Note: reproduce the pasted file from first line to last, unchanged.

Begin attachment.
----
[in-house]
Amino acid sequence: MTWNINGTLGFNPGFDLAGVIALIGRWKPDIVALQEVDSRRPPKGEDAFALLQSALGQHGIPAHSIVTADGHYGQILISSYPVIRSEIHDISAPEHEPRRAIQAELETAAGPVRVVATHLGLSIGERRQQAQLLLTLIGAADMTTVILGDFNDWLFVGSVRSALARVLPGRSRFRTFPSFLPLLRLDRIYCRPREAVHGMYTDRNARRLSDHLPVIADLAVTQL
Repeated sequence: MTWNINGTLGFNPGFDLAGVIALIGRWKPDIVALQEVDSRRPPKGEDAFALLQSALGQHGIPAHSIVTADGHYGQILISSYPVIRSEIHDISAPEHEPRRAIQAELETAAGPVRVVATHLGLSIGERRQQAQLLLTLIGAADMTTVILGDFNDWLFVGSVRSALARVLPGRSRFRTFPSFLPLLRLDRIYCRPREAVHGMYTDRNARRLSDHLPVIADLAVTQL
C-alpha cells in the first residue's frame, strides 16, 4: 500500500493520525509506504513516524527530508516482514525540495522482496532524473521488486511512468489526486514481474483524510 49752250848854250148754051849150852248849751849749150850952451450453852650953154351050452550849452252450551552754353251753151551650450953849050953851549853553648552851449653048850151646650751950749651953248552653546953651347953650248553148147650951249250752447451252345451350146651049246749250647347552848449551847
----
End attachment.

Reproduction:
[in-house]
Amino acid sequence: MTWNINGTLGFNPGFDLAGVIALIGRWKPDIVALQEVDSRRPPKGEDAFALLQSALGQHGIPAHSIVTADGHYGQILISSYPVIRSEIHDISAPEHEPRRAIQAELETAAGPVRVVATHLGLSIGERRQQAQLLLTLIGAADMTTVILGDFNDWLFVGSVRSALARVLPGRSRFRTFPSFLPLLRLDRIYCRPREAVHGMYTDRNARRLSDHLPVIADLAVTQL
Repeated sequence: MTWNINGTLGFNPGFDLAGVIALIGRWKPDIVALQEVDSRRPPKGEDAFALLQSALGQHGIPAHSIVTADGHYGQILISSYPVIRSEIHDISAPEHEPRRAIQAELETAAGPVRVVATHLGLSIGERRQQAQLLLTLIGAADMTTVILGDFNDWLFVGSVRSALARVLPGRSRFRTFPSFLPLLRLDRIYCRPREAVHGMYTDRNARRLSDHLPVIADLAVTQL
C-alpha cells in the first residue's frame, strides 16, 4: 500500500493520525509506504513516524527530508516482514525540495522482496532524473521488486511512468489526486514481474483524510 49752250848854250148754051849150852248849751849749150850952451450453852650953154351050452550849452252450551552754353251753151551650450953849050953851549853553648552851449653048850151646650751950749651953248552653546953651347953650248553148147650951249250752447451252345451350146651049246749250647347552848449551847